This process will look a little different in other browsers. For example, in Mozilla Firefox, you would click on the library icon in the top-right corner of the browser, followed by History > Clear Recent History:

In the panel that opens next, select Everything in the drop-down menu at the top, make sure “Cache” is selected, and then click on the Clear Now button:

4. Try to Logout and Login back

Since the application in question likely contains some form of authentication, the last client-side step to try is to log out and then log back in.

Clearing browser cookies will usually log you out automatically the next time you load the page. So, all you need to do is log back in.

In some situations, the application may be running into a problem with your previous session, which is a string that the server sends to the client to identify that client during future requests.

Your device stores session tokens (session strings) via cookies. The client then transfers these tokens to the server during a request. The problem is if the server doesn’t recognize the session token sent by the client or the token is invalid. This will result in a 401 error.

For most web applications, logging out and logging back in will force the local session token to be recreated.

5. Check WWW-Authenticate Header Response

At this point, if the issue hasn’t been fixed, it may be caused by a server-side problem. This means our last fix will be a bit more involved.

As we saw earlier, the 401 response is sent through the WWW-Authenticate header, which appears as “WWW-Authenticate: <type> realm=<realm>”. It includes ‘challenges’, or strings of data that indicate what type of authentication is required in order for access to be granted.

In a nutshell, you’ll want to check and see if the header response was sent, and more specifically, what authentication scheme was used. At the very least, this can help narrow down the cause of the problem, and bring you one step closer to a solution.

To do this, go to the web page that’s displaying the 401 error, and access the developer console in Chrome. You can right-click on the page and select Inspect, or use Ctrl+Shift+J.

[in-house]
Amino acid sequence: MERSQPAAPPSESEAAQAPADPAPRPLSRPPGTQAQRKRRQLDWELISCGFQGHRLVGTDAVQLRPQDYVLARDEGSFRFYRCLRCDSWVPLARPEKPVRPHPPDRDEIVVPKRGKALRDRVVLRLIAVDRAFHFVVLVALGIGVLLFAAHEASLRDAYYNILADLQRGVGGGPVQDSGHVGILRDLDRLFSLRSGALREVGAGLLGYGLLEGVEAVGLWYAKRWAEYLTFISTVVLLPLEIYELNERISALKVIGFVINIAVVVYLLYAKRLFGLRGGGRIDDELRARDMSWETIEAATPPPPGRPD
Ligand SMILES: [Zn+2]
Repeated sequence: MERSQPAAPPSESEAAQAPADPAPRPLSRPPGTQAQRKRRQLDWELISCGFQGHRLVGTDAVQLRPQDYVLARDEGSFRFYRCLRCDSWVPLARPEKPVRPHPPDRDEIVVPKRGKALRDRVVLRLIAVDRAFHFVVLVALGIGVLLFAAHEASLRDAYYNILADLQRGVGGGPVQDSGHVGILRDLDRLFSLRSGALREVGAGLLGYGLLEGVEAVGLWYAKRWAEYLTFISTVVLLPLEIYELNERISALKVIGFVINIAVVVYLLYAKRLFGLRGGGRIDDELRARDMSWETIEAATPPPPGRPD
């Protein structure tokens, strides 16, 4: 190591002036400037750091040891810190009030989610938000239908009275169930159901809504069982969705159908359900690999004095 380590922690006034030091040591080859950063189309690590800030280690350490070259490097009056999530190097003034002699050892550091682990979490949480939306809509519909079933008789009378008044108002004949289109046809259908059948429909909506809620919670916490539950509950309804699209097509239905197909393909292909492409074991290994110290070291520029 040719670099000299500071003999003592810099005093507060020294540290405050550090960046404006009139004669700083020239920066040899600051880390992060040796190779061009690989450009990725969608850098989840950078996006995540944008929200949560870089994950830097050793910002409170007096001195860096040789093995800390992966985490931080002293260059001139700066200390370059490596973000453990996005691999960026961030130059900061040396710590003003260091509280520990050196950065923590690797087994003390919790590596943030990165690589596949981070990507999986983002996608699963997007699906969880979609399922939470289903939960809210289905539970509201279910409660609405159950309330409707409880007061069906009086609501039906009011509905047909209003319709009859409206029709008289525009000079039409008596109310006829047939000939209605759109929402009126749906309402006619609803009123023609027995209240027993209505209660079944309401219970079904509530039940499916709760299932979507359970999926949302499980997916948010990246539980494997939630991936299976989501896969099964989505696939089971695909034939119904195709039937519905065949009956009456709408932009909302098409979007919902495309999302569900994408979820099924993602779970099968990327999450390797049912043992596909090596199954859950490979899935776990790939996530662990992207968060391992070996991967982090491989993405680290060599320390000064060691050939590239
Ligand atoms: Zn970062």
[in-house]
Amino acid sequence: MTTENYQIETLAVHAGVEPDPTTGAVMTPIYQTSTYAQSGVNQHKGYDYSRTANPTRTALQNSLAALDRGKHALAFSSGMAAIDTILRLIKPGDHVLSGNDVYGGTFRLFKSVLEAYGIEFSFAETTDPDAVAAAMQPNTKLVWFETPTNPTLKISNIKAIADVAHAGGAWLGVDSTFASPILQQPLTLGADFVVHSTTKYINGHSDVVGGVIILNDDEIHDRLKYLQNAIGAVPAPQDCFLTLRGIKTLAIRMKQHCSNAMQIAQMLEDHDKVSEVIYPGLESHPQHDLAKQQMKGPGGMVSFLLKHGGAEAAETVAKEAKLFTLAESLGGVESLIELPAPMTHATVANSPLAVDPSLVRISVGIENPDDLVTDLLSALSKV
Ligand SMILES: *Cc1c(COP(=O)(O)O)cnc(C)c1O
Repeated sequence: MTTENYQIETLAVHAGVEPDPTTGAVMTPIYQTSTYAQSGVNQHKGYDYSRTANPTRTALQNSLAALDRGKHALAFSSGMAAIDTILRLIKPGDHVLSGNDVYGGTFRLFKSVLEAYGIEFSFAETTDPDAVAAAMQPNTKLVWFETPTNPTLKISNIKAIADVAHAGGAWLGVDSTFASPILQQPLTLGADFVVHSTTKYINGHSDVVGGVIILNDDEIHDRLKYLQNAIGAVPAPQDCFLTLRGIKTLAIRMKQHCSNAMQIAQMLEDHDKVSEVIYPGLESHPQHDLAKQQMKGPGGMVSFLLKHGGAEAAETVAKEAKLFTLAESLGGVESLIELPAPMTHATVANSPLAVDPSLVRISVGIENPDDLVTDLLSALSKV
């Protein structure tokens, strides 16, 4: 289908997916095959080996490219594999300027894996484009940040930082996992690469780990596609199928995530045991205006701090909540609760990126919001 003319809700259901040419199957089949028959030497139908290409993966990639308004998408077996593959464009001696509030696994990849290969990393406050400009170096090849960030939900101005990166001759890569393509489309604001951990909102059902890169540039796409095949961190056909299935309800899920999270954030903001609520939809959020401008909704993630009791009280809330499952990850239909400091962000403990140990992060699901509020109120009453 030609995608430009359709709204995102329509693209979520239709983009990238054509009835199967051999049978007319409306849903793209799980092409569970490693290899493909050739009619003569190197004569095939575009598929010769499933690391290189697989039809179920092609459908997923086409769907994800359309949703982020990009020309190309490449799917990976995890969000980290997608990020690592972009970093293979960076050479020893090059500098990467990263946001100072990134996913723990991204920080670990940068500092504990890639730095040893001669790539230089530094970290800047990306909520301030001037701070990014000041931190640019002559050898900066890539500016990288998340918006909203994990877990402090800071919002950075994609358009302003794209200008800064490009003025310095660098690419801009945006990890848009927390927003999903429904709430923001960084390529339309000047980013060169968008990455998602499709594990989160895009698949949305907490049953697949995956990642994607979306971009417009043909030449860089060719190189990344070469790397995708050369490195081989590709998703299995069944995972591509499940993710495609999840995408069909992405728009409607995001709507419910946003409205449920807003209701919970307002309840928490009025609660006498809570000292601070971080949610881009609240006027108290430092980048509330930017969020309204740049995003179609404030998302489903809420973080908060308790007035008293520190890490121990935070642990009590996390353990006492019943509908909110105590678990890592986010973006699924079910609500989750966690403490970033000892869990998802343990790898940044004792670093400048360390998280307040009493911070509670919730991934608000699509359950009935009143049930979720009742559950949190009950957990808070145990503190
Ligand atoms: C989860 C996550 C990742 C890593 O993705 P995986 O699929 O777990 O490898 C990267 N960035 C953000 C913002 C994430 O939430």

Next, click on the Network tab and reload the page. This will generate a list of resources. Select the Status header to sort the table and locate the 401 status code:

Select that entry, and then click on the Headers tab. Under Response Headers, locate the WWW-Authenticate header:

The information that is present in the response header, particularly the authentication schemes, can give you more information about what’s happening and point you towards a solution. It can help you understand what type of authentication the server is expecting.

For example, in the above example, we can see that the authentication scheme is “Basic”. This means the authentication request should only require an ID and password.

6. Debug Your Application Code

It may be that a problem in some custom code within your application is causing the issue. Try to diagnose where the issue may be coming from by manually debugging your application and parsing through application and server logs.

Ideally, make a copy of the entire application to a local development machine and perform a step-by-step debug process, allowing you to recreate the exact scenario where the 401 Unauthorized Error occurred.

No matter the cause — and even if you managed to fix it this time — the appearance of an issue like the 401 Unauthorized Error within your own application is a good indication you may want to implement an error management tool. Error monitoring will help you automatically detect errors and report them to you when they occur.

Final Verdict

When your browser and server have trouble communicating or authenticating requests, you’re sometimes forced to deal with errors such as the 401 error. While this problem is irritating, the message is usually temporary and fixable.

Here are five methods you can use to fix the 401 error:

  1. Look for errors in the URL.
  2. Clear your cookies.
  3. Clear your cache.
  4. Try to re-login
  5. Check the WWW-Authenticate header response.
  6. Debug your own application.